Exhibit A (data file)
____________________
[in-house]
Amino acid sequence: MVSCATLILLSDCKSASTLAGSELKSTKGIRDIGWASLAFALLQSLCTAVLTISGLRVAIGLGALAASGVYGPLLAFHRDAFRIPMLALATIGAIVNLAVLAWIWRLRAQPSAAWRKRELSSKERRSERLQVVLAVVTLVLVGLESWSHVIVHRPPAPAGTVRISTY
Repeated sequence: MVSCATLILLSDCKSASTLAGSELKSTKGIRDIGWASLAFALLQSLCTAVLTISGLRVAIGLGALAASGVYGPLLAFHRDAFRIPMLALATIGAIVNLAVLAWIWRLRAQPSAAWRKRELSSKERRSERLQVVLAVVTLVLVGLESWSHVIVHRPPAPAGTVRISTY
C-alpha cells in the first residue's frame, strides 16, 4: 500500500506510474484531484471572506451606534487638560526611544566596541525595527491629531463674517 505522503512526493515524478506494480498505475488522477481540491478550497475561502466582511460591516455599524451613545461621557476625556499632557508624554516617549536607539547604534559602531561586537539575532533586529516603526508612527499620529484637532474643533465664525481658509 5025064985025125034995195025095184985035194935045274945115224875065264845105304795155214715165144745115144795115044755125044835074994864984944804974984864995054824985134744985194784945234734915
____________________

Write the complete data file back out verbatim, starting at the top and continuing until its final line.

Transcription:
[in-house]
Amino acid sequence: MVSCATLILLSDCKSASTLAGSELKSTKGIRDIGWASLAFALLQSLCTAVLTISGLRVAIGLGALAASGVYGPLLAFHRDAFRIPMLALATIGAIVNLAVLAWIWRLRAQPSAAWRKRELSSKERRSERLQVVLAVVTLVLVGLESWSHVIVHRPPAPAGTVRISTY
Repeated sequence: MVSCATLILLSDCKSASTLAGSELKSTKGIRDIGWASLAFALLQSLCTAVLTISGLRVAIGLGALAASGVYGPLLAFHRDAFRIPMLALATIGAIVNLAVLAWIWRLRAQPSAAWRKRELSSKERRSERLQVVLAVVTLVLVGLESWSHVIVHRPPAPAGTVRISTY
C-alpha cells in the first residue's frame, strides 16, 4: 500500500506510474484531484471572506451606534487638560526611544566596541525595527491629531463674517 505522503512526493515524478506494480498505475488522477481540491478550497475561502466582511460591516455599524451613545461621557476625556499632557508624554516617549536607539547604534559602531561586537539575532533586529516603526508612527499620529484637532474643533465664525481658509 5025064985025125034995195025095184985035194935045274945115224875065264845105304795155214715165144745115144795115044755125044835074994864984944804974984864995054824985134744985194784945234734915